Lancaster And York For Much Of The Fifteenth Century, These Two Families Were Locked In Battle For Control Of The British Monarchy Kings Were Murdered And Deposed Armies Marched On London Old Noble Names Were Ruined While Rising Dynasties Seized Power And Lands The War Between The Royal House Of Lancaster And York, The Longest And Most Complex In British History, Profoundly Altered The Course Of The Monarchy In The Wars Of The Roses, Alison Weir Reconstructs This Conflict With The Same Dramatic Flair And Impeccable Research That She Brought To Her Highly Praised The Princes In The TowerThe First Battle Erupted In , But The Roots Of The Conflict Reached Back To The Dawn Of The Fifteenth Century, When The Corrupt, Hedonistic Richard II Was Sadistically Murdered, And Henry IV, The First Lancastrian King, Seized England S Throne Both Henry IV And His Son, The Cold Warrior Henry V, Ruled England Ably, If Not Always Wisely But Henry VI Proved A Disaster, Both For His Dynasty And His Kingdom Only Nine Months Old When His Father S Sudden Death Made Him King, Henry VI Became A Tormented And Pathetic Figure, Weak, Sexually Inept, And Prey To Fits Of Insanity The Factional Fighting That Plagued His Reign Escalated Into Bloody War When Richard Plantagenet, Duke Of York, Laid Claim To The Throne That Was Rightfully His And Backed Up His Claim With Armed MightAlison Weir Brings Brilliantly To Life Both The War Itself And The Historic Figures Who Fought It On The Great Stage Of England Here Are The Queens Who Changed History Through Their Actions The Chic, Unconventional Katherine Of Valois, Henry V S Queen The Ruthless, Social Climbing Elizabeth Wydville And, Most Crucially, Margaret Of Anjou, A Far Tougher And Powerful Character Than Her Husband,, Henry VI, And A Central Figure In The Wars Of The RosesHere, Too, Are The Nobles Who Carried The Conflict Down Through The Generations The Beauforts, The Bastard Descendants Of John Of Gaunt, Richard Neville, Earl Of Warwick, Known To His Contemporaries As The Kingmaker And The Yorkist King, Edward IV, A Ruthless Charmer Who Pledged His Life To Cause The Downfall Of The House Of LancasterThe Wars Of The Roses Is History At Its Very Best Swift And Compelling, Rich In Character, Pageantry, And Drama, And Vivid In Its Re Creation Of An Astonishing, Dangerous, And Often Grim Period Of History Alison Weir, One Of The Foremost Authorities On The British Royal Family, Demonstrates Here That She Is Also One Of The Most Dazzling Stylists Writing History Today From The Hardcover Edition If I was given the choice of writing a novel on a certain historic event, you can bet the event at the bottom of my list would be The War of the Roses I don t think I could deal with such a convoluted, tangled story, with an ungodly amount of characters to keep track ofit would likely drive me mad But, thankfully Alison Weir was of a different mindset and took the monster head on And what a supurb job she did Weir merged enjoyment and learning expertly and I can see how it would take a lot of work to not have it read as a text book It was by no means a fast read, as it s all fact and no dialogue, but boring it was not Nor was it one of those books that feels like a chore to read.Weir starts the novel with the early origins of events that would eventually lead to the thirty year battle for the throne of England, which dates back to King Edward III The War of the Roses ends after the Battle of Tewkesbury The Battle of Tewkesbury, fought on what is now known as Bloody Meadow would be the last meeting between York and Lancaster The future of Lancaster, Prince Edward, was slain, his father King Henry VI had long been in prison and shortly after this battle, the grave and Queen Margaret was in hiding, then imprisoned in the Tower of London and finally ransomed by the King of France For a woman that spent her a majority of her life surrounded by court and it s many minion and was quite comfortable in the role as a ruler, she lived her last days dependent on the meager funds she received from the King of France and died alone. TWOTR is a sad note in England s history sons fought fathers, brothers fought brothers, there was rampant betrayal and lies, lawlessness and violence ruled and havoc was wreaked upon towns, such as Towton.I would recommend this to any history nut Weir has a great writing style and it was very readable non fiction I admit I don t really care for her fiction novels I thought Innocent Traitor was so so and I couldn t finish The Lady Elizabeth, but now that I ve read this one I m excited to read the rest of her collection What I found most interesting just shows it wasscheming and waiting to see what the other side will do next than actual fighting There were, at most, thirteen weeks of fighting in the thirty two years covered by both of the War of the Roses, while the total time spent campaigning amounted to approximately one year Some of the battles were short, and non lasted longer than a day. NO RATING DNFThis book covers only the first part of the Wars of the Roses all of which lasted from 1455 to 1487 This book covers only the wars between the Lancasters and the Yorks 1455 1471 The second part of the Wars of the Roses 1483 1487 , the fight between the Yorks and the Tudors is presented in the author s book The Princes in the Tower.After four hours of twenty two I am calling it quits This is just a string of names I really don t care any who gets to be king I have followed King Edward III to King Richard II to King Henry IV to King Henry V and now King Henry VI will be king, but he is only 9 month old I am not going to rate this I have not gone far enough, but neither can I recommend it to others Maggie Mash reads the audiobook Her narration is fine. What a mess Seriously I know quite a lot about history and about armed struggles but the tug of war presented here is staggering I must admit to never really having been interested except for a few cornerstones in this period or English aristocracy but since the Tudor dynasty was quite entertaining, I thought I should know about this too thanks, St Mary s.So what was the Wars of the Roses WotR all about Well, one was king, the other wanted to be king, a lot of poverty resulting from a 100 year long war with France, misrule, ambitious lords and nobles, greed was certainly the dominant factor That plus sheer stupidity on all parts Honestly, you get to root for one side because they appearnoble and then they go ahead and ruin it all by being just as idiotic as the others The original House of Plantagenet was the root of the throne From there we got the House of Lancaster and the House of York Going by blood relations alone, York had the claim to the throne making the Tudors usurpers But since everyone is related to everyone else, it s really all the same I m not kidding, it s why they usually needed a Papal Declaration that their intended marriages were sanctioned by the Church Alison Weir says in the introduction to this book that finding the cause for the WotR is not a simple task and has been made too simplistic by later Tudor chroniclers so she really went back far to explain how England s treasury was empty thanks to the war with France and how that, amongst other things, started displeasure with the common population So I m gonna give you the run down King Richard II was a weakling who let himself be led like a puppet on strings, leading amongst other things to magnates gettingandpowerful One day he exiles two verbally fighting parties although he had said the matter should be settled in a hand to hand fight by this point the people already had enough of the king changing his mind every 3 seconds One of the exiled men was Henry Bolingbroke When his father died shortly later, the king seized his inheritance money, land, title etc which caused Henry to come back to England and after originally just wanting back what was rightfully his usurp the crown, thus becoming King Henry IV His reign was definitely bumpy and, long story short, he died a few years later without having been a significant king He is followed by his son, Henry V, who is famous for winning an enormous amount of French territories and winning, against all odds, at Agincourt The problem is that such a king is hard to follow so when he dies relatively bad and young, his son is but a baby The factions still exist at court and, once Henry VI comes into power, he marries a French princess without money, Margaret of Anjou The English didn t like that but honestly, that woman was a force to be reckoned with If it wasn t for her well, she was very young but had a mind of her own, was very intelligent but also temperamentful Unfortunately, she also made a lot of mistakes like not paying attention to the animosity between the English and the Scots After the success of Henry V it is an even greater thorn in England s side to lose ALL the French territories again except Calais The king is just too weak, too easily manipulated At first, one of his magnates, York yes, a cousin of the king and actually the rightful heir to the throne simply wantsbalance in governement That changes with every favour his opposition receives so he wants his side to beinfluential and after one long ass struggle with LOTS of back and forth, promises being broken, advances made and lost, York finally decides to go after the throne himself He dies trying but his eldest son, Edward, crowns himself King Edward IV and manages to drive Henry VI and Margaret of Anjou out of England Many years of struggles and skirmishes follow Honestly, they were all so stubborn and yet often too quick to start another campaign which is why, again, there is a lot of back and forth At some point, Margaret of Anjou goes to France and stays there for a while with her son, marries him to one of the daughters of Edward s former warlord Warwick there is no other title for the kingmaker and then returns to England By then, Henry VI had been captured and imprisoned in the Tower of London At first, Warwick and Margaret of Anjou are successful in raising a lot of people to their cause but in the end, Warwick is killed, one battle after another lost, Prince Edward Henry VI s son killed either in battle or shortly after one and it s over Margaret of Anjou is eventually captured as well and Henry VI dies in prison killed by a severe blow to the head so no further rebellion can rise in his name Still with me so far This is VERY simplistic There s a lotto everything Anyway, this was the FIRST War of the Roses notice that the title is Wars of the Roses The other is not dealt with in this book but in the next and recounts what happens when, after 12 years of peaceful and relatively prosperous reign, Edward IV dies suddenly, leaving his 12 year old son king who is promptly deposed by his uncle, put in the Tower and then probably killed there along with his younger brother supposedly by their uncle Richard III, who crowns himself king There is another uprising, instigated by Jasper Tudor and others, who are still loyal to the Lancaster cause aided by a lot of people who simply don t like Richard III and what he apparently did to the two boys and suddenly, a young Beaufort Tudor boy is the next male heir to the throne, becoming King Henry VII after the victory at Bosworth He marries the oldest daughter of Edward IV, thus uniting the houses Lancaster and York and founding the Tudor dynasty the famous Queen Elizabeth I is his granddaughter.Now, apart from giving you an overview of the events, I also want to point out a few remarkable and often infuriating things about this period The overall Wars of the Roses lasted for approximately 32 years However, there were only a total of about 13 weeks of fighting within these 32 years The time of campaigning raising men to arms etc totals approximately 1 year with individual campaigns only lasting days or weeks due to the trouble of feeding the men at arms and no battle lasted longer than 24 hours.Surprisingly, the conflicts had very little effect on the population unless a battle meant a great loss of lives amongst the common soldiers which was rare since they were most often spared due to the fact that they only followed orders and did not start a rebellion Towton in 1461 being the big exception proving the rule The fighting was usually not done in towns but in open fields so no towns were destroyed either Only three towns suffered sieges, which is what caused such outrage when Margaret of Anjou brought the Scots over the border to win her back her kingdom since the Scots got permission to loot and sack every city they came upon she didn t have money to pay them which was regarded as savagery However, all sides, without exception, often had soldiers looting and sometimes even raping through certain areas so they shouldn t be pointing fingers at the Scots.There was one Englishman Tiptoe or something like that who was known for his cruelty and despised for it as well At one point he beheaded traitors in the name of the king regarded as OK but then hung their corpses by their feet from a town wall not OK However, the official and respected methods of killing traitors was hanging, drawing and quartering or beheading or in some cases disemboweling, cutting off limbs and then burning all while said traitor was still alive Yeah, so muchnoble Even the architecture, recorded visits of foreign traders and dignitaries numbers and frequency as well as literature of the time would suggest a period of prosperity and not civil war The WotR were regarded not as a civil war back then but as a dispute between noble factions.On one hand people rarely saw a fault in government with whatever king sat the throne he was anointed, it was a religious thing , but with the advisers surrounding the king The problem is that a weak king such as Henry VI allowed others to rule through him, thus causing injustice and poverty and misrule.The population didn t much care who wore the crown so long as they had a good enough life food on the table, a good justicial system self interest was paramount through all layers of society, and opinions could change minute by minute When Edward IV claimed the crown people hated Henry VI or at least his parliament for misruling but after Henry VI s death there were even pilgrimages to his tomb and his piety was revered it was even tried to have him canonized His great deeds like founding Eton College and King s College at Cambridge were remembered instead of the loss of all the French territories that had sparked so much outrage and hate when he was deposed To this day, the governorns of Eton College still lay a sheaf of lillies and red roses on the traditional site of Henry VI s murder on every 21 May After needing some time to get into this since the author is VERY thorough, I must admit to loving the fact that we get presented with all factors leading to this great struggle so as to better understand why and how it happened and see the probable motivation for those chiefly involved I will definitely read the author s other book about the princes in the Tower and Richard III And really, it s not Alison Weir s fault that these people were so greedy and stupid and changed their loyalty all the time which was really getting on my nerves England hath long been mad and scarred herself,The brother blindly shed the brother s blood,The father rashly slaughtered his own son,The son, compelled, been butcher to the sire All this divided York and Lancaster. So yes, this is a comprehensive work that I can recommend to anyone wanting a thorough overview. Very nicely written overview of the Wars of the Roses It s not for beginners to English history I was reasonably familiar with all the players and still had trouble keeping track of everyone There are lots of Richards, Edwards and Henrys, and multiple people are referred to as York or Somerset as titles pass between generations The genealogical charts are not as helpful as they should be they re cramped and printed in tiny, handwritten scrip, and the generations are not clearly lined up There are only two very general maps provided I would have likeddetailed maps showing where the various sieges and battles took place. Very detailed giving background to the origins of the conflict that have become known as wars of the roses andrecently cousins wars going back to Edward III and his five sons and what they and their descendants meant to the succession Of course Edward III s grandson son by his firstborn inherited the throne but when he was deposed by Henry IV Henry Bolingbroke this changed everything Henry IV altered the succession many times giving precedence over himself an his heirs since they were descended from John of Gaunt Duke of Lancaster by his first wife Blanche from where he obtained his duchy , the third son of Edward III However the second son of Edward II had surviving issues the only difference was that such surviving issue was female and she married into the Mortimers which were prominent in the Welsh Marches and from whence the Yorks inherited their superior claim once Richard Duke of York decided to make a bid for the throne when he saw the means and opportunity in Henry VI s reign Henry VI, an avid scholar had the makings of a great king but was an ineffectual people pleaser who was wrecked by his two uncles Cardinal Beaufort and his Protector Duke of Glouchester, Humphrey The uncle that wasinterested in him John Duke of Bedford died too early and without issue and Humphrey while allied with York, never managed to gain much ground after Henry VI got tired of him and he died in obscurity after his wife s apprehension and accusations of witchcraft.Margaret of Anjou, Henry VI s Queen was left to take the reins of government but she alienated many by the simple fact of being a woman and defying gender standards of her day and of course being foreign She made many mistakes but in a government where her husband was desperate to pleased instead of to act as he should have, she took it upon herself to raise support This servedto help Richard Duke of York and when he began to use the name Plantagenet to assert his claim, thus began the bitter conflict between cousins It is very rich and beautifully written, however my nitpicks are that in spite of this the portrayals of the Woodvilles are less than favorable as she constantly mentions how ambitious and ruthless they were and while they were ambitious, Elizabeth Woodville was by no meansruthless than others of the periods and the Woodvilles were not as powerhungry bent on revenge as she mentions here giving one example of the famous tapestry Thomas Cook refused to sell to Jacquetta which the author asserts that Jacquetta never forgave and she and her family managed to do trump up charges as well as unto others, doing as they pleased This image plays into the pop culture and is not very factual.What is factual though is much of the chronology and the background of the main players, and dispelling myths regarding the much maligned Kingmaker He was ambitious and known to change his coat when it suited him but by no means he was innately cruel Alison Weir points out how he enjoyed a lot of popularity with his tenants and some of the commons and he and Henry VI even showed mercy to Elizabeth Woodville when she took her children to Westminster Abbey after the Readeption of 1470 1471 by sending her a doctor and midwives Other acts that Warwick did that dispels the myths surrounding him are mentioned which I found very pleasant Another nitpick is she spends a lot of time excusing Richard Duke of York saying he probably didn t want the throne but then he might have and things were not in his control and he might not have been the main architect behind much of the propaganda against the Queen which I find hard to believe.My last nitpick is that it ends in 1471 after the Readeption is terminated, when every immediate Lancastrian is dead and only Margaret of Anjou survives as a disgraced former Queen I would have loved if she continued the book until the end of this bitter conflict into 1485 but I can understand why she might have chosen this date as some consider the end of the Royal Lancastrian line as the end of the wars of the roses and Henry Tudor as a distant not really Lancastrian relation I disagree with this but I see the reasons behind it.Any history buff will enjoy this book.As the book says mentioning a passage from a seventeenth century chronicler finis rerum a time, place and period and an end for everything Both Houses had their periods of glory and disgrace and soon after the House of York collapsed the Plantagenet era became an eclipse, another footnote in history, yet recently there has beenattention to this dynasty and this conflict which Weir makes a point that it was not as catastrophic as the succeeding dynasty the Tudors made it out to be, but nonetheless it did change many things whether you view it as catastrophic or not. The Wars of the Roses is the second book by Alison Weir I ve read, and it definitely tells me there s no need to stop here The writing is good, and gives a great overview of what is a legendarily confusing period of English history This actually a successor prequel book to her early book, The Princes in the Tower, which is about the final act of the Wars of the Roses the contest between Richard III and Henry VII n e Tudor , and the fate of the children of Edward IV.Therefore, this book is actually about the rest Starting with the deposition of Richard II, Weir spends quite some time of the shaky political footing of the Lancastrian Henry IV, and the successful Henry V, before moving on to the reign of Henry VI, and the large number of political problems that led to the Lancastrian Yorkish struggle that forms the bulk of the Wars of the Roses, and ends with Tewksbury and the death Henry VI The book is about evenly split by length between the lead up, and then the multiple armed crises.There are a lot of names that fly by, and several people change names titles during the course of events, and despite efforts, Weir does not entirely clear up the confusion that results I think this is a subject that really needs a dramatis personae to refer to Geneological charts are provided, but were stuck in the very back of the Kindle edition I read, with a link to a web page with a larger reproduction, so I didn t know of it until I was finished.Another problem is that while she establishes the state of 15th century England well at the beginning, and talks about how little disruption of life actually resulted from the wars at the end, this isn t really mentioned during the bulk of the book, forcing one to perhaps have to correct some opinions after the fact.Still, in all I did enjoy it and found it informative and recommend it The main niggling worry I have is that since The Princes in the Tower was her first book, it may not be as good a companion to this as might be wished. There are three main problems for any historian trying to tell the story of the Wars of the Roses Firstly, where to start in the complex set of social and political circumstances that led to the conflict Secondly, how to separate the web of myths, half truths and legends from the historical facts and thirdly there are the significantly differing historical accounts to be reconciled Alison Weir has produced a very readable narrative that deals comfortably with all these problems I can t remember the last time I read a book then immediately started all over again at page one, this timeslowly, just in case I d missed something As well as covering the whole story from the roots of the families of Lancaster and York with two hundred pages of background and scene setting there are plenty of fascinating footnotes to history Somehow it had escaped my notice that Henry V s effigy in Westminster Abbey had its silver head stolen in the time of Henry VIII and it was only replaced in 1971 Another thing I missed was that Richard of York was the first and only one of the Plantagenets to actually use the name Even for non historians, this book is a real page turner that proves that, of course, truth really is stranger than fiction. This story begins in 1400 with the murder of one king, and ends in 1471 with the murder of another One murder could be said to have been a direct result of the other The story of what happened between 1400 and 1471, which is the story told in this book, answers the question how Having now finished the book, I can provide the condensed version of the answer to Weir s question because illegitimate kids throw one hell of a wrench into people s succession plans Well, obviously it scomplicated than that in fact, the Wars of the Roses is kind of a clusterfuck of a situation, helped in absolutely no way by the fact that all the men were named George, Edward, Richard, or Henry seriously, that s the thing about Tudor history that drives me absolutely batshit It s for this reason that I don t usually gravitate towards this period of history, being a much bigger fan of the sexy sexy Tudors and their various sexy sexy scandals But I love Alison Weir, and when I saw this in a bookstore a few months ago I decided to try it and see if I could get a better idea of how in the hell Henry Tudor that s Henry VII, btw see what I mean about the names managed to get his hands on the throne of England and keep it despite having almost zero right to it After reading the book, I sort of get it I m still a little fuzzy on the details, and who was on whose side at which point in time, and sadly Henry Tudor doesn t do much here because he s like fourteen when most of the action happens, but it was still an engrossing and informative read There are lots of good battles that Weir describes in great detail the battles, I d say, are probably the best part and she does her best at making this horribly complicated situation make a bit of sense Since this book was published in 1994, she hasn t quite developed that dry, humorous tone that s the trademark of her later works, but you can still see hints of it cropping up here and there I was pleasantly surprised that the main figure in this story ends up being, not an Edward or a Richard or a whatever, but Margaret of Anjou She was the wife of the usurped Henry VI, and was by all accounts an absolute fucking badass When her husband was overthrown, Margaret spend the rest of her life raising armies, negotiating with allies, and generally calling in every favor she had to restore him to the throne Did I mention she raised and led armies to fight for her husband s throne Because she did, as evidenced in this passage that describes what has to be my new favorite episode from history From Lincluden, Margaret wrote to Mary of Gueldres, begging for sanctuary and assistance against her enemies Mary responded sympathetically and soon afterwards arrived at Lincludenthe two queens stayed at the abbey for twelve days, discussing what form that help would take At length, Mary agreed to provide men and loan money for a campaign against the Yorkists on condition that Margaret surrendered the town of Berwick to the Scots Can we just pause and appreciate how amazing it is that this even happened Two women met, hung out for a few days, and during that time planned a military campaign and traded an entire town, without even once having to ask their respective husbands or any other man for permission to do so Holy shit That, by and large, simply does not happen, and the fact that Margaret was able to keep this up for years speaks to how awesome she was Seriously though two queens spending twelve days together planning an invasion Make this movie immediately, please, and let me give it all my money. You cannot deny that Weir puts forth a great deal of effort in fully researching the history of and behind the Wars of the Roses I enjoyed this because not only does she present the facts as they are, she goes back an additional 100 years to give the full background on where the conflict exactly startedwith the sons of Edward the III and the weak reign of Richard the II You can look at several instances that helped fuel the fire between Lancastrians and the Yorkists made in each reign up to the point of the conflict between Richard, Duke of York, and Henry V Its important to note she wrote this after writing The Princes in the Tower because she felt a complete history was needed to illustrate the full detail of this history I recommend reading this first so the details explained in The Princes in the Tower are better understood The illustrated section is excellent as well, offering depictions of the principal figures mentioned.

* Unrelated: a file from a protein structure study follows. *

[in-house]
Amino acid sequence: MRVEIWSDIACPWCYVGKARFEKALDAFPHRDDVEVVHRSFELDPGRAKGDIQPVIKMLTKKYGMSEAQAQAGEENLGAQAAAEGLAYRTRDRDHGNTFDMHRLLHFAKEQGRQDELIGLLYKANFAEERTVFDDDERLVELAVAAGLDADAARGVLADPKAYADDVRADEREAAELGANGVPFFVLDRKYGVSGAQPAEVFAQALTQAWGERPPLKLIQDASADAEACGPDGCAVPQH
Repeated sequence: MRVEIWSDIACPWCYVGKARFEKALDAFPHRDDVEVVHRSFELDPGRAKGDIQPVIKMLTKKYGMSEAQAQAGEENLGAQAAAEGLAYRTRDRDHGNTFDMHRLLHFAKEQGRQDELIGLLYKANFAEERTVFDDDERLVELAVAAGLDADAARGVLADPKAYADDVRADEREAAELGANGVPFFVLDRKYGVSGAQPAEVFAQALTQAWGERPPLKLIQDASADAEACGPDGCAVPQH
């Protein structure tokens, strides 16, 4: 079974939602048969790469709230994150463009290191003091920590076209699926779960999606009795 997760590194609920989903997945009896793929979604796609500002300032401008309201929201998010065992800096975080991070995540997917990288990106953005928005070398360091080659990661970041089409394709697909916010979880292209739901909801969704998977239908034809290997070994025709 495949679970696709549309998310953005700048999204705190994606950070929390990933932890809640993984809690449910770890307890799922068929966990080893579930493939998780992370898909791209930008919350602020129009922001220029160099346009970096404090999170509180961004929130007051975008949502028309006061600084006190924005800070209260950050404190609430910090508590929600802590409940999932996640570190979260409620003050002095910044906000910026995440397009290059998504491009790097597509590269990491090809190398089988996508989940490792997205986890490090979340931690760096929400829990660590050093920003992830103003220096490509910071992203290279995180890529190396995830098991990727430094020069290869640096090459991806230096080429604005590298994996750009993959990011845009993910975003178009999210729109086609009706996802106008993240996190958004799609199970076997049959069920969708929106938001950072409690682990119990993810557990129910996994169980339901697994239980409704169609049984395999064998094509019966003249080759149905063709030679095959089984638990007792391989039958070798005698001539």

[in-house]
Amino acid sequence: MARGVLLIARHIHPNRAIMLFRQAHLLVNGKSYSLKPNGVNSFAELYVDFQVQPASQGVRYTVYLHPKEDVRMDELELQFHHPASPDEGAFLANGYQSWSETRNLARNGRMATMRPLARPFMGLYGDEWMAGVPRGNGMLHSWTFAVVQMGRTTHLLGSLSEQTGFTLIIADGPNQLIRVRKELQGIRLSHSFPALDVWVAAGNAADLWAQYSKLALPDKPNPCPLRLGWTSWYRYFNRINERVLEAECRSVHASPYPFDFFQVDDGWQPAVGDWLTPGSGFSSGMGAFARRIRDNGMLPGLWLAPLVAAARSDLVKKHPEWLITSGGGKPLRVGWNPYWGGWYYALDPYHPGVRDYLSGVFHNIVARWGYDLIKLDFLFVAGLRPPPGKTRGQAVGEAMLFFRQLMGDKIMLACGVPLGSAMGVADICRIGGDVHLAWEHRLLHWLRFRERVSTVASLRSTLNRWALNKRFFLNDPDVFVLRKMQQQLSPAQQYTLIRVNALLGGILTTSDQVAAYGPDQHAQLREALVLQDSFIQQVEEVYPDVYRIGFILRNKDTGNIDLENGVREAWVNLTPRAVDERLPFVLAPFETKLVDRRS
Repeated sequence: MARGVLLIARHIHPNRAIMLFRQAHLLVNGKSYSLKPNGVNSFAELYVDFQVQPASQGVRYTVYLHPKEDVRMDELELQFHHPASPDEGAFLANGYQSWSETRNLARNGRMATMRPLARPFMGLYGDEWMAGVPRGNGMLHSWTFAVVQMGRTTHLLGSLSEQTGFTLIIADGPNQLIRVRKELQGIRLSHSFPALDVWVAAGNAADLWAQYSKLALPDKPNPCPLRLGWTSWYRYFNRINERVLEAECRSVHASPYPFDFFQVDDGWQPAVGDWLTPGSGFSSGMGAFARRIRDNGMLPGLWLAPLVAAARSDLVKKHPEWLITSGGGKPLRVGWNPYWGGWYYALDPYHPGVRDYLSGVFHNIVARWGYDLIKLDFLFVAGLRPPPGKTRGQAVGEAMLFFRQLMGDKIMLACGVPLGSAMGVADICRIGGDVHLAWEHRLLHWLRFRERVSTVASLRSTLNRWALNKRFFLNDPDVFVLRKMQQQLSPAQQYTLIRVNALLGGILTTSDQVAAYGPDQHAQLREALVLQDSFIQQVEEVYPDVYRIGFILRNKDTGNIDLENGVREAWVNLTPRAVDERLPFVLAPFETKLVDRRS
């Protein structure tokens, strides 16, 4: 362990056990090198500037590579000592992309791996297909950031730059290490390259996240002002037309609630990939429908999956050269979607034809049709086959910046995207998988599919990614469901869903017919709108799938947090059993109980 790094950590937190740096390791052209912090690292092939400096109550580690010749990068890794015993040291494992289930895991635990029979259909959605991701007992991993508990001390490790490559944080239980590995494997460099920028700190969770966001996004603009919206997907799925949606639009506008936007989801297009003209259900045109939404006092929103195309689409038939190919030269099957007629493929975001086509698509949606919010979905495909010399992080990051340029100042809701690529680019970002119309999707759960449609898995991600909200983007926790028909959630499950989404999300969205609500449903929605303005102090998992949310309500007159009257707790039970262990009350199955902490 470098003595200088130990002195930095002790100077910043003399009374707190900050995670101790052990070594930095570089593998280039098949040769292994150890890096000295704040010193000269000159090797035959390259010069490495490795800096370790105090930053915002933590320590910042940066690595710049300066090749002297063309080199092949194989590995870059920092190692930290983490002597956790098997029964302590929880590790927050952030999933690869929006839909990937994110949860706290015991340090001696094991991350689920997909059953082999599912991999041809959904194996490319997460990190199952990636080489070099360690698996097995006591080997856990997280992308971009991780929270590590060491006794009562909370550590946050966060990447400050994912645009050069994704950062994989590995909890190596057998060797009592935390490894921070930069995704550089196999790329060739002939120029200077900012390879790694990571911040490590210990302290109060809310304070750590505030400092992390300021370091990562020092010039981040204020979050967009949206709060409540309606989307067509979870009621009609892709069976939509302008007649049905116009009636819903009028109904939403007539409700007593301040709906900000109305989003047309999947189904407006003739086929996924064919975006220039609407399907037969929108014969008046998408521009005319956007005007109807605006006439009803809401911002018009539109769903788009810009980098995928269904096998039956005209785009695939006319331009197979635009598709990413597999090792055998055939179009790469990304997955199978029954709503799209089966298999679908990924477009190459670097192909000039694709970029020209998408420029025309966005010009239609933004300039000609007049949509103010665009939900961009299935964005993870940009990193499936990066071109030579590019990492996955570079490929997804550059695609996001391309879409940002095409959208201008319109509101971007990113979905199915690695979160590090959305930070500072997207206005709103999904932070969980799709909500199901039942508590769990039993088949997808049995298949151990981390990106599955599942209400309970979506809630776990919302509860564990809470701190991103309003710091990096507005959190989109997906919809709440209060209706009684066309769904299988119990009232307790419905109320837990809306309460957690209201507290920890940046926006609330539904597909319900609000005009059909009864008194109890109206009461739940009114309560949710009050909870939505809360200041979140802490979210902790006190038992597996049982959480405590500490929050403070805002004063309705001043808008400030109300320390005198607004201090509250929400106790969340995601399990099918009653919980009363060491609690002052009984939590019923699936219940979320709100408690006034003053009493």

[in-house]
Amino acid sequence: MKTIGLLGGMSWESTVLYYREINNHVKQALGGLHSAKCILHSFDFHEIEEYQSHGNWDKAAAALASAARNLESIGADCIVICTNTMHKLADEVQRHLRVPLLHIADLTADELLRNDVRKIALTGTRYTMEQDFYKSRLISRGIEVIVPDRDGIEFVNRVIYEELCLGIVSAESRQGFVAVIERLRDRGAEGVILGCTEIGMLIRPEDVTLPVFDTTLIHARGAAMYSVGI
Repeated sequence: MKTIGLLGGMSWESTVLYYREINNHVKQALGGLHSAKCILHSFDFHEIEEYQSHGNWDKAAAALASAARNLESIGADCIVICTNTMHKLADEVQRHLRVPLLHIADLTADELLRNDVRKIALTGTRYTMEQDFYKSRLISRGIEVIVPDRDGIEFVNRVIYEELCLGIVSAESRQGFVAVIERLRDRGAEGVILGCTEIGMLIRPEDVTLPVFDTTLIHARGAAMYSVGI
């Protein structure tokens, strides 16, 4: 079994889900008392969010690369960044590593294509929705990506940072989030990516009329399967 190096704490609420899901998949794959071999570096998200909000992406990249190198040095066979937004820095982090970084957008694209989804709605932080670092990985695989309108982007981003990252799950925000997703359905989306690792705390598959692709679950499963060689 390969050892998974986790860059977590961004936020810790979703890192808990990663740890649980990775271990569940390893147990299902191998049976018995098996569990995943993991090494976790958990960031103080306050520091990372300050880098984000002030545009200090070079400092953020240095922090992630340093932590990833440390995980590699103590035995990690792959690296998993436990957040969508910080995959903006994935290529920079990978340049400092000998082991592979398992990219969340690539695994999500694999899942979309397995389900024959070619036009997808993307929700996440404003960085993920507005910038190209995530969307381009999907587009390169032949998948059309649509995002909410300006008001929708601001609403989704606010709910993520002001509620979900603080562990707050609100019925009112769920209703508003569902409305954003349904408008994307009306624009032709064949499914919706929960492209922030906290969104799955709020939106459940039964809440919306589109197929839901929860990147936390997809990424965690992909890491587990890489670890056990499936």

Librarian Note There is than one author in the GoodReads database with this name.Alison Weir is a British writer of history books for the general public, mostly in the form of biographies about British kings and queens, and of historical fiction Before becoming an author, Weir worked as a teacher of children with special needs She received her formal training in history at teacher training
- Kindle Edition
- 496 pages
- The Wars of the Roses: Lancaster and York
- Alison Weir
- 03 November 2019 Alison Weir